Swan met its demise in the late 1960s, but Link kept recording, putting out some of his most raw, forceful, and strange songs ever on his brother Ray’s Record Factory label. By the early 1970s, Wray was on a major label, Polydor, and had turned away from instrumentals toward music that seemed atypical for him. His 1971 self-titled album found the 42-year-old warmly settling into a brand of burnished Americana and folk-rock that seemed remote years from the guitar drive for which he was known. In fact, the country-funk groove of “Juke Box Mama” and the rolling, roadhouse country of “Take Me Home Jesus” seemed more the domain of the Band than Link Wray. Nothing here sounds contrived however—just different from what one would expect—and Wray, with his hard-scrabble southern roots, was as rightful an heir as any to this heartwood brand of Americana. (Perhaps most shocking was the LP cover, which captured him in profile—with long hair, no sunglasses, and an Indian headband.)
But much of the 1970s represented a wilderness for Wray. His brother Doug, an undeniable force behind the kit, left to open a barber shop, and the years of questionable business practices and lack of oversight (Link entrusted Ray with everything) finally came to a head. The early 1970s found Link living in a trailer in the Tuscon, Arizona desert and exploring his Native American roots at nearby reservations. The era also saw a string of dismal albums. Polydor threw lots of money at Be What You What To (1972), as well as the star power of players such as Jerry Garcia, Commander Cody, and Jorma Kaukonen (Jefferson Airplane, Hot Tuna). But Link was clearly at some sort of impasse and uncomfortable with the surroundings, which represented a far cry from the relative autonomy of the converted chicken shack back in Maryland. The next Polydor album, The Link Wray Rumble (1974), returned him closer to his native rock-and-roll roots, but he was clearly treading water career-wise. The Polydor gig was up by the mid-1970s, and Wray headed to England to record yet another unremarkable record, Stuck in Gear (1976), for Virgin.
If most of the 1970s illustrated anything, it was that Wray’s musical power had been weakened in some middle ground of compromise that he had tried to strike between the burgeoning sounds of the era and his own more purist, raw, and unique rock-and-roll tendencies. Fortunately, punk rock was around the corner, a movement that not only suited, but seemed (to a degree) drawn from regions that Link had been exploring for decades. In 1977, he teamed up with Robert Gordon, a younger, throwback singer at the forefront of the rockabilly revival that had embedded itself in the larger punk movement. It was an uneasy alliance, with Link not entirely comfortable as a sideman and keeping his back to the audience unless soloing, but the Gordon gig became a valuable bridge between him and the younger crowd. The leather and shades were back, as if the new, leather-clad hordes of punks had affirmed and revitalized the old Link Wray. The guitarist’s time with Gordon was brief, but he did cut two albums with the singer and became acquainted with Bruce Springsteen via the association, with the Boss even playing live with the outfit and offering them the song “Fire” to record—a track that had originally been intended for Elvis Presley. Link also got to work with Elvis’ former backing crooners the Jordanaire’s. But ultimately the Gordon records were too restrained and limited an idiom for the full re-blossoming of Wray’s powerhouse guitar work.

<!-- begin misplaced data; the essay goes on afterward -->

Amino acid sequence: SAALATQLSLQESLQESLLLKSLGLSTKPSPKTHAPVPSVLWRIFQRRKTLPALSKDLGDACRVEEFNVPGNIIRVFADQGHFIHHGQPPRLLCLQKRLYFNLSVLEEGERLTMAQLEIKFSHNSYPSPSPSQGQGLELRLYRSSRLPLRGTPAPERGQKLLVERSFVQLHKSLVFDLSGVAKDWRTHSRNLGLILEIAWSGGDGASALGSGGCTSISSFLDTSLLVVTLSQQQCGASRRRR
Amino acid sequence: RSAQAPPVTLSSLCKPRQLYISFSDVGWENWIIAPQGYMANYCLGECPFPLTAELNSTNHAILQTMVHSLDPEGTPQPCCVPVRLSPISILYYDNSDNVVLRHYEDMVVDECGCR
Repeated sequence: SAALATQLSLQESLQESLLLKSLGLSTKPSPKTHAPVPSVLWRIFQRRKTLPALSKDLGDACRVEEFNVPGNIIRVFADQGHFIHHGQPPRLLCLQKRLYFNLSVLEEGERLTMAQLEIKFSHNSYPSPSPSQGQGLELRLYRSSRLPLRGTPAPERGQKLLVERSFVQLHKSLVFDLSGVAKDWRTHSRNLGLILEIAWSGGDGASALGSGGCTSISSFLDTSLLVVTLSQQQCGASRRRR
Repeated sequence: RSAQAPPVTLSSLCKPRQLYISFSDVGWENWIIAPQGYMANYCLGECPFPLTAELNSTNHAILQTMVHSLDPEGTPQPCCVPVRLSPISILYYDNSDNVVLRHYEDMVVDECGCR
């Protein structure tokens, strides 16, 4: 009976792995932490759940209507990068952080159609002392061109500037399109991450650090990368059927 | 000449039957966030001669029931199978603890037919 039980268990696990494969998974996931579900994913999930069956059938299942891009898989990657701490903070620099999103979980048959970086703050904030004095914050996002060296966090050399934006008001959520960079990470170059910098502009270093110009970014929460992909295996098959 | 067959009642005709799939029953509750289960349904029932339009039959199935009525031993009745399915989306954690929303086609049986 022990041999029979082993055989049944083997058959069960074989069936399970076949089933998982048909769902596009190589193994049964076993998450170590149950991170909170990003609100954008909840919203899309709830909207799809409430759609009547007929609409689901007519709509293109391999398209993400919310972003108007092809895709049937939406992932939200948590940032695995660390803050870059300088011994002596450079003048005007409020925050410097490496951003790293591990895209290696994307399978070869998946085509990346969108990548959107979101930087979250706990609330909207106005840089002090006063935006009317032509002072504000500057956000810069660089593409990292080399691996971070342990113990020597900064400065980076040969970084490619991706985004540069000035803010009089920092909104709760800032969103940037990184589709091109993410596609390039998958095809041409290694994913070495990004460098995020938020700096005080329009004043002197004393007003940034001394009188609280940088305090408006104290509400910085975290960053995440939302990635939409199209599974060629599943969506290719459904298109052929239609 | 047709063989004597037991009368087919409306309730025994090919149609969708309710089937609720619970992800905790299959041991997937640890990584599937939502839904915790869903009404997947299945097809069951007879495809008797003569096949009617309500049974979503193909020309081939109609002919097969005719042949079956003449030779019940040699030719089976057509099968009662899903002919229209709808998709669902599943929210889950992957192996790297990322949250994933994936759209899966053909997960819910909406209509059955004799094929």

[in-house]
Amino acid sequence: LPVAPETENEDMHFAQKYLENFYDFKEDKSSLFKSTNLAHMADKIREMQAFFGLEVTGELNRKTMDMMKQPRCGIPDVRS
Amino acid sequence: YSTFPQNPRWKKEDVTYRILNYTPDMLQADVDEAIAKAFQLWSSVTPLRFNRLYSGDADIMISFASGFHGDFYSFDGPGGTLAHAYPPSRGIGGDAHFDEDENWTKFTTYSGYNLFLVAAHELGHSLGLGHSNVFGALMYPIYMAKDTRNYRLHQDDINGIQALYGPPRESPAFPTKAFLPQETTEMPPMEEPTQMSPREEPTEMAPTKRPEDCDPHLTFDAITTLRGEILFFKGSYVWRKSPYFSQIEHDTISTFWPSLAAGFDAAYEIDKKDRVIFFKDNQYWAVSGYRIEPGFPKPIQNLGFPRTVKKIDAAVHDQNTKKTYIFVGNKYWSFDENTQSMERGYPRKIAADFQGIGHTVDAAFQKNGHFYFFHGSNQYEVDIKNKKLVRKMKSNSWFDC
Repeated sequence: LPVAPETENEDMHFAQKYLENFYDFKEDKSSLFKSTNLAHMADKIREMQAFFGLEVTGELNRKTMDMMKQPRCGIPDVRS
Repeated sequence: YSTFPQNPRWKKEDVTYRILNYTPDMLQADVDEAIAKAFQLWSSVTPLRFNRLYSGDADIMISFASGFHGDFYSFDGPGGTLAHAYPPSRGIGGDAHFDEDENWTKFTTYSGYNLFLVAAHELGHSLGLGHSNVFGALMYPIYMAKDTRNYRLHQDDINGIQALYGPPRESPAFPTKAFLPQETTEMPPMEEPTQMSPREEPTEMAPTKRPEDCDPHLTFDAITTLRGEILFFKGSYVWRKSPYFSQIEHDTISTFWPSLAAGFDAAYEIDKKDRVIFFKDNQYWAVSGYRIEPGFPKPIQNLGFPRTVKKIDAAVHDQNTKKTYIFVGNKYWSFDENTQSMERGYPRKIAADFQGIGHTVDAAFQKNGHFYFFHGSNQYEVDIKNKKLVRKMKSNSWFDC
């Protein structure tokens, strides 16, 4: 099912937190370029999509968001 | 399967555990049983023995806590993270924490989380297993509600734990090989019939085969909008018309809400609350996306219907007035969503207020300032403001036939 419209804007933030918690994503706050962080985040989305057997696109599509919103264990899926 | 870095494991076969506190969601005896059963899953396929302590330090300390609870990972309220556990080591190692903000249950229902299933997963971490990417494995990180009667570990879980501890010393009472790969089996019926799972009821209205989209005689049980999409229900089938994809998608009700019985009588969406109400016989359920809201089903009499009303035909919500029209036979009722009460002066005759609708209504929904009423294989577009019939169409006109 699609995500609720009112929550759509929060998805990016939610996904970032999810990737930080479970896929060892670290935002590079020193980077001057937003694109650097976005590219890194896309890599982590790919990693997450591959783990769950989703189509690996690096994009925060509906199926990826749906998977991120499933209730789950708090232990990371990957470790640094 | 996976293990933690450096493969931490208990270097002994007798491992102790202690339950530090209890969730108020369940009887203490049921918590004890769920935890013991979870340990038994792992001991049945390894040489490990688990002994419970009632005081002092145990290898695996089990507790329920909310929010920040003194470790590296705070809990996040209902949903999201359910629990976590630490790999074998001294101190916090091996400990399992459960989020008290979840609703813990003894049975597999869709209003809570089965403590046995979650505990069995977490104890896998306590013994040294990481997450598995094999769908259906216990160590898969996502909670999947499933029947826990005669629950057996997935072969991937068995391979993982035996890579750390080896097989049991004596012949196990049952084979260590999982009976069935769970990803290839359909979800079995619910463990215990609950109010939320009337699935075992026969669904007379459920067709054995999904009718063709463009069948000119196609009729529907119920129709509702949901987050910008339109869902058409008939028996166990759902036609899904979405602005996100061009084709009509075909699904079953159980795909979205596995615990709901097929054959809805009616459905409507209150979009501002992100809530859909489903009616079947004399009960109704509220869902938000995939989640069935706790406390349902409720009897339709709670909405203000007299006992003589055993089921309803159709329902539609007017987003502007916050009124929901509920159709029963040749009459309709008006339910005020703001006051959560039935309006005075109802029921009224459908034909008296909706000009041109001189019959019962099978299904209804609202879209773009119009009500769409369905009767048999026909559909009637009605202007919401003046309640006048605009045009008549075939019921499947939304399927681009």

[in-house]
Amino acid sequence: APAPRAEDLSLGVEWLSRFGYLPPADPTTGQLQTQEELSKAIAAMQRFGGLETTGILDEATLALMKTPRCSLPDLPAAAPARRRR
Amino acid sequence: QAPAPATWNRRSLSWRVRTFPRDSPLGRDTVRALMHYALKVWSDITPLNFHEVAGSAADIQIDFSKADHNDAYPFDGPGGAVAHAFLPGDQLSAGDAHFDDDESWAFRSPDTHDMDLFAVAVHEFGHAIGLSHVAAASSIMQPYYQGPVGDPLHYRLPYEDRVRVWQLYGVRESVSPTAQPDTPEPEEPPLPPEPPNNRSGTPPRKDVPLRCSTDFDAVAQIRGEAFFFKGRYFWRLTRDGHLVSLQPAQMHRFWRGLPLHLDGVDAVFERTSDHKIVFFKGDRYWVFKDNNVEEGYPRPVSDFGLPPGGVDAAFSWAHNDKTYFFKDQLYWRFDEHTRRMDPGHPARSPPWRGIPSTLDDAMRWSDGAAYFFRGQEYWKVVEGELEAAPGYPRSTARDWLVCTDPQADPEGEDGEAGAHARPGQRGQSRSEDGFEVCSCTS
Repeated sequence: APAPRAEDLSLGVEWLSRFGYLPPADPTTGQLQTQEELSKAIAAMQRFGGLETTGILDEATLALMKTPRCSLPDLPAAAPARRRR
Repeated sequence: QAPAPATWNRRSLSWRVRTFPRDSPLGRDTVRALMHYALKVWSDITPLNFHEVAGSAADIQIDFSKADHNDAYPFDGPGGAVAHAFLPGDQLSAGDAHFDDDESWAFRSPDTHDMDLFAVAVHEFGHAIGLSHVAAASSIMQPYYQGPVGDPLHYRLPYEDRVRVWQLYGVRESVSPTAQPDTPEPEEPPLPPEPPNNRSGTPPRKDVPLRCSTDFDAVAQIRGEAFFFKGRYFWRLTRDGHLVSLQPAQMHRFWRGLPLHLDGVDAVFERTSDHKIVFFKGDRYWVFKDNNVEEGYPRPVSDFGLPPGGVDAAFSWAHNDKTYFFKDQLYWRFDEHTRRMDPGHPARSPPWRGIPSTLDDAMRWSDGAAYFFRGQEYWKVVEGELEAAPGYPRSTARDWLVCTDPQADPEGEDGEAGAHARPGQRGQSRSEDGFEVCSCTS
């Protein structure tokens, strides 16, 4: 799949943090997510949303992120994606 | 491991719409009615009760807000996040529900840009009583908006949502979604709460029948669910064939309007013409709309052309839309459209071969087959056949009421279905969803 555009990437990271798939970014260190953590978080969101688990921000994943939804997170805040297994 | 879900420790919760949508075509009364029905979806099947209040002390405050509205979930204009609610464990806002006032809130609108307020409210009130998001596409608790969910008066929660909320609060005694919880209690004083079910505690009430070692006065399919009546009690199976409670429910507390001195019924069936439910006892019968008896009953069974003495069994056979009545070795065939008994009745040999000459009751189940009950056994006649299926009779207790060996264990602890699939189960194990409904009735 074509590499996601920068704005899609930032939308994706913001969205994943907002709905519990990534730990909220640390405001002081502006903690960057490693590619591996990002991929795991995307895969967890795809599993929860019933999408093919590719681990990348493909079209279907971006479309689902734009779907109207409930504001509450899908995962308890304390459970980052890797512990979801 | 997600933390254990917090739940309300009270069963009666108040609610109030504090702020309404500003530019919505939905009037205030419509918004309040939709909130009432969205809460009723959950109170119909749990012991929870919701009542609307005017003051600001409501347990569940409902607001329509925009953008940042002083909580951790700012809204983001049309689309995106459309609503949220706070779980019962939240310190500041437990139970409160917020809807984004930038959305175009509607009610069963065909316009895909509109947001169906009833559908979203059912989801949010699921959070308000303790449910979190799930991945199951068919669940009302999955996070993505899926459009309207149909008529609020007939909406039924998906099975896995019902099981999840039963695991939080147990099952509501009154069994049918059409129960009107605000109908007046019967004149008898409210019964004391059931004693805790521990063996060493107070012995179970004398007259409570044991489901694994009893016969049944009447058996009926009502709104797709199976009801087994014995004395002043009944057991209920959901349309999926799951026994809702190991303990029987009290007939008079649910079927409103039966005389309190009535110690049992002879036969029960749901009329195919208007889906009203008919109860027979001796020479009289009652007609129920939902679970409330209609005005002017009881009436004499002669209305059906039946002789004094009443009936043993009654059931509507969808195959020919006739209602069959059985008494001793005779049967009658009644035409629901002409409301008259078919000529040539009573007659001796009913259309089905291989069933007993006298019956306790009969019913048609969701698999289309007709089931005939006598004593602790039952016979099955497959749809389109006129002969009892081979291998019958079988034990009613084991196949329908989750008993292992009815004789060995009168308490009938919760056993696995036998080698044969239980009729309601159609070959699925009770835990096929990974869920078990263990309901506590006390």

1979 was a watershed personal year for the guitarist. His older brother, Ray, committed suicide (there are varying reports regarding factors), he left Robert Gordon’s band, and he met Olive Pavlsen, a decades-younger Danish college student with an interest in Native American studies who would come to be accused of everything from stabilizing Link to becoming the most divisive and alienating influence in his life. At any rate, after three failed marriages and seven children, the flaming red-haired, Rabelaisian-figured Olive would become his close companion and fierce guardian for the remainder of his life (and the mother of his youngest child, Oliver). Olive soon became his manager as well, and Wray permanently moved to Denmark in 1983 to be with her. In 1984, Link’s brother Doug died of a heart attack, and for twelve years, from 1985 to 1997, he never played in the States, preferring Denmark and England. (It is ironic—or perhaps a testament to Link’s health regime—that the “sickly,” one-lunged brother outlived the others.)
On record, some curious new music trickled out in the late 1980s, music cheaply and hastily cobbled together under duress of—and designed to aid—his straitened financial circumstances. England’s Ace Records put out The Rumble Man in 1989, a lo-fi endeavor with a drum machine in the mix. Nevertheless, songs like “Street Beat” showed that he was not afraid to rev the guitar distortion into the red, and there was a vague sense of the nervy and daring Link Wray of the 1960s. In his English colleagues at Ace, the guitarist also found a group of people sensitive to his classic work, and two quality, instro-drenched albums followed, Apache and Wild Side of the City Lights. The latter album, released in late 1989, was particularly bracing and featured a more-than-able ally in Bruce Brand, a multi-instrumentalist from many UK bands, in particular Thee Headcoats. (Billy Childish, leader of that outfit, has been an active proponent of Link Wray’s music.) Link also undertook some quality covers, including a ripping version of Elvis Presley’s “Little Sister,” driven by his distinctive vocals and edgy guitar.